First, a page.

Jealousy can be toxic to a relationship. I meet with many clients who regularly fight this demon. If you experience extreme jealousy it will require professional attention.
I recently met with a very insecure middle-aged woman who wanted help for her jealous tendencies. Her boyfriend, who “treated her like gold”, was beginning to tire of her constant badgering when he conversed, looked at, or interacted with other women. Despite the fact that he always included her in his conversations, it continued to trigger deep insecurities and a feeling that she did not measure up. In her previous relationship she had experienced adultery. (If jealousy is a by product of an affair, it will improve once the partner works diligently at making amends and reassuring his or her spouse that there is true remorse as well as an honest effort at rebuilding the relationship). In my client’s case, her husband left her.
Extreme jealousy is a sickness and should not be minimized. It can be extremely destructive to a relationship and will eventually wear a partner down. Jealousy stems from a sense of extreme insecurity and a need to control.
My client reported that she was with her boyfriend daily and he complimented her frequently about her looks, her heart, and her actions. His friendliness was a part of him and he made it clear that he was not going to change that about himself.
My client was miserable and she sensed that her boyfriend was losing interest in her because she was more and more unpleasant to be around. This woman needed some severe work!
I asked her to make a list of all of the positive aspects of their relationship. Her list included the amount of time he spent with her, the fact he complimented her frequently, their sexual interaction together, his inclusion of her with his family, and so on. I then asked her to list the many situations that provoked her jealousy. Her written responses included, “He frequently talks to other women” “He smiles at them” “He is kind to other women”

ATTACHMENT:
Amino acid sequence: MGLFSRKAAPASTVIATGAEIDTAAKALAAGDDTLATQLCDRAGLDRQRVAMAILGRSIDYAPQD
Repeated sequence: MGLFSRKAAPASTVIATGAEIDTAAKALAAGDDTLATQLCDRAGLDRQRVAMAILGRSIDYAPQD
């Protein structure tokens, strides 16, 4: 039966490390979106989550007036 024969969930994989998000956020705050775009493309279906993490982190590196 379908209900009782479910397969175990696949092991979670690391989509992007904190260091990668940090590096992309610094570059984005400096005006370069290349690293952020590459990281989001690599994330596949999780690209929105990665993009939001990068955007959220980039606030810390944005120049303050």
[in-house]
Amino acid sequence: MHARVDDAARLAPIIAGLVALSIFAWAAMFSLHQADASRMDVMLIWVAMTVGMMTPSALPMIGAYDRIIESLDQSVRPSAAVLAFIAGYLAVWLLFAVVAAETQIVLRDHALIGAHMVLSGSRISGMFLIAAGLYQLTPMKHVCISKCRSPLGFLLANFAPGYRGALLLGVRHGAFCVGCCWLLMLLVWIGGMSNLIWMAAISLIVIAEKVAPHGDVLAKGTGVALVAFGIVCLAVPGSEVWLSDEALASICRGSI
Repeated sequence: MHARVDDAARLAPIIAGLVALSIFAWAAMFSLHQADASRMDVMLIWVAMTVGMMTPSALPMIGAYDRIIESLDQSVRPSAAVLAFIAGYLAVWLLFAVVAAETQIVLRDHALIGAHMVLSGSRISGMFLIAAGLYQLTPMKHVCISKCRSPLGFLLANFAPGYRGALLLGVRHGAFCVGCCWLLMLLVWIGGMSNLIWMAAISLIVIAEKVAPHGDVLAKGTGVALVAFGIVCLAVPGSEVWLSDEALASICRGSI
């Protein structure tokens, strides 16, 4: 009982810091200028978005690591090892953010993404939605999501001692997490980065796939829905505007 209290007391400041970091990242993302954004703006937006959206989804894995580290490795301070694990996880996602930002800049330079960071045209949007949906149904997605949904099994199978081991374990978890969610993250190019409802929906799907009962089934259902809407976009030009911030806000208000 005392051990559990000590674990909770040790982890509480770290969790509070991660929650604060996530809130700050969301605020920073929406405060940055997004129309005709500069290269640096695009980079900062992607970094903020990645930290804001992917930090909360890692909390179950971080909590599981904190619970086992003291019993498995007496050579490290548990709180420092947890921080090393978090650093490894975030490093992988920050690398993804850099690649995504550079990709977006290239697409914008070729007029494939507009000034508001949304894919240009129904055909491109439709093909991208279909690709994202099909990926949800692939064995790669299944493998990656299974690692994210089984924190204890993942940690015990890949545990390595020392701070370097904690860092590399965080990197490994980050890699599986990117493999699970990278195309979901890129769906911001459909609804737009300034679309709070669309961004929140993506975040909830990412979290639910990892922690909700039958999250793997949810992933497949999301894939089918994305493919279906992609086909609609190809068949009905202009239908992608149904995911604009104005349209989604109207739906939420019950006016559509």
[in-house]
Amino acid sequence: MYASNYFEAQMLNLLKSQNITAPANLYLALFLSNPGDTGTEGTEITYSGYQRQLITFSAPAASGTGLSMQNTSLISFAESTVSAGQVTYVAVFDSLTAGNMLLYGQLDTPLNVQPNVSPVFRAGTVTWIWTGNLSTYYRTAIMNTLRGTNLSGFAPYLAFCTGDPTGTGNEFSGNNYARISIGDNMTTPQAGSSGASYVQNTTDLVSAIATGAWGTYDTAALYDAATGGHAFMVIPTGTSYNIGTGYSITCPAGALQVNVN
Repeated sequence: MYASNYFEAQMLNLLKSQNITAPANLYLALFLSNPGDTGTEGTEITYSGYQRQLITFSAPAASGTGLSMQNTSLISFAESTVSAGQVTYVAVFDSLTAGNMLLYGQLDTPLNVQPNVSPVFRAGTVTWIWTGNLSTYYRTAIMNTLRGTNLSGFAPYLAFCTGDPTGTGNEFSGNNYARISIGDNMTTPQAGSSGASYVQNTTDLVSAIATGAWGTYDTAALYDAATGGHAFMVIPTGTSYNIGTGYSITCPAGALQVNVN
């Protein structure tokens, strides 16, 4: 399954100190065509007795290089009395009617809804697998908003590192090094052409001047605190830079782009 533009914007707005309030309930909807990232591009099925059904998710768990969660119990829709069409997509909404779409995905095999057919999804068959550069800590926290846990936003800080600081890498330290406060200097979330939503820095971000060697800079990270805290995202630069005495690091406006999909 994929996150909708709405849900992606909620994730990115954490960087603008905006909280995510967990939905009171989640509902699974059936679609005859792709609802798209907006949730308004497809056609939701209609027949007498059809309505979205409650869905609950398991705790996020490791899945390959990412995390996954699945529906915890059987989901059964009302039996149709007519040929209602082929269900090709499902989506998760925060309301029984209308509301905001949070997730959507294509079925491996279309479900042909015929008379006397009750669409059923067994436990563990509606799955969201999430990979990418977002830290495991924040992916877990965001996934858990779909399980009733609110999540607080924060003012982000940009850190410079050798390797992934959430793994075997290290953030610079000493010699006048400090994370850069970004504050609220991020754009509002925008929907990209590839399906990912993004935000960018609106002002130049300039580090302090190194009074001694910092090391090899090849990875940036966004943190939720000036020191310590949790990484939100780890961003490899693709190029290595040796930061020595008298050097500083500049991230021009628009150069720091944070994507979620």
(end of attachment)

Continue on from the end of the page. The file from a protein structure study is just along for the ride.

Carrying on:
It was her assignment to keep her list” on her body” at all times. The minute she felt the feeling of jealousy she was to excuse herself from the situation, read her list, and work on replacing the thoughts. She then was asked to do something physical to connect with her boyfriend as they walked away or after he hung up the phone. It might include squeezing his hand, putting her arm around him, kissing or smiling at him, or whispering something sweet into his ear. I made it her responsibility to redirect her thoughts and feelings and I asked her to do this each and every time she felt the pang of insecurity and jealousy.
She reported that although the homework was tough, it clearly left her feeling more secure and in control. Her boyfriend also received the perks from her initial feelings of insecurity and jealousy. After six months she admitted her jealousy was only about 50% improved. I retorted that she had made remarkable progress. I suspect if she continues her techniques she will modify her jealousy to a manageable level in their relationship.
Remember, jealousy is normal. At least 75% of all people feel it. If your jealousy chronically interferes with your relationships you need to learn how to manage it or change the relationship.
If the jealousy is about your insecurity it won’t get better on its own…until you do!